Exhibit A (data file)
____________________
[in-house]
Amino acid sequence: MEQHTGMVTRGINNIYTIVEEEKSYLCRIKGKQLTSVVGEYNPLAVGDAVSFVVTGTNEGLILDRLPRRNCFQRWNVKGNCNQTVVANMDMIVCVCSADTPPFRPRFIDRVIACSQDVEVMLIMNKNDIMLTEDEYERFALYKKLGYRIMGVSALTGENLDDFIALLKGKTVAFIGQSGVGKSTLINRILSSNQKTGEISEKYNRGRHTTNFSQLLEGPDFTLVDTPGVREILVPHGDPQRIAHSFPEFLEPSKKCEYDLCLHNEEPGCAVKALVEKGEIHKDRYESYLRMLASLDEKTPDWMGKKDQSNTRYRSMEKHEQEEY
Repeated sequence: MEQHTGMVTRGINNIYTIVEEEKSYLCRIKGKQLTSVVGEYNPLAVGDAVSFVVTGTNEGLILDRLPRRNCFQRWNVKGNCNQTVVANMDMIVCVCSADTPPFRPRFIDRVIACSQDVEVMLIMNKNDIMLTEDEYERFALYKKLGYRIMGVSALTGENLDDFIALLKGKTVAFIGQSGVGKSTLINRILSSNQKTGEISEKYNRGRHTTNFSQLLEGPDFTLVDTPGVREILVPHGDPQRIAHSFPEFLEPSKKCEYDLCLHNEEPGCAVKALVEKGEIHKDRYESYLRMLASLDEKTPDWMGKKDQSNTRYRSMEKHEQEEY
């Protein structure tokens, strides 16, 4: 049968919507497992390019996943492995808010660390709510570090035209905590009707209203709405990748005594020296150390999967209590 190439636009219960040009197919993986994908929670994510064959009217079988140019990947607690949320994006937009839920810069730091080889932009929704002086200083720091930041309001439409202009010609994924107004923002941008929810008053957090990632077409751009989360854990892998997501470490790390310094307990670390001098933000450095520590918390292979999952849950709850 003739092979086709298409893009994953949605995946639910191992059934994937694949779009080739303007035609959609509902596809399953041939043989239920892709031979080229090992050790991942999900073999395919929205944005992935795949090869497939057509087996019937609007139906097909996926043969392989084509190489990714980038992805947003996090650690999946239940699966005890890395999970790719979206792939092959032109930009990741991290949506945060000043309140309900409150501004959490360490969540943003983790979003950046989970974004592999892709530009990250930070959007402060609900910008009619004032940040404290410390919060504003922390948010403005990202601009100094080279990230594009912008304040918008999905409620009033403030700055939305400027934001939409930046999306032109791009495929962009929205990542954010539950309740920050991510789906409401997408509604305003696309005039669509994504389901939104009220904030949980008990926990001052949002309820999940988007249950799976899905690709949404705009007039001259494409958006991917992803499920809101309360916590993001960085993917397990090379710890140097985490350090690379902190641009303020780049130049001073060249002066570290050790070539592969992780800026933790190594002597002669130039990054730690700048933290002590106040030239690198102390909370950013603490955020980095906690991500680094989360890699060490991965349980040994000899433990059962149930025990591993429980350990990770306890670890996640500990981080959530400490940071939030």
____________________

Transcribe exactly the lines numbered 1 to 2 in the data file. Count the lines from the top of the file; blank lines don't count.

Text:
[in-house]
Amino acid sequence: MEQHTGMVTRGINNIYTIVEEEKSYLCRIKGKQLTSVVGEYNPLAVGDAVSFVVTGTNEGLILDRLPRRNCFQRWNVKGNCNQTVVANMDMIVCVCSADTPPFRPRFIDRVIACSQDVEVMLIMNKNDIMLTEDEYERFALYKKLGYRIMGVSALTGENLDDFIALLKGKTVAFIGQSGVGKSTLINRILSSNQKTGEISEKYNRGRHTTNFSQLLEGPDFTLVDTPGVREILVPHGDPQRIAHSFPEFLEPSKKCEYDLCLHNEEPGCAVKALVEKGEIHKDRYESYLRMLASLDEKTPDWMGKKDQSNTRYRSMEKHEQEEY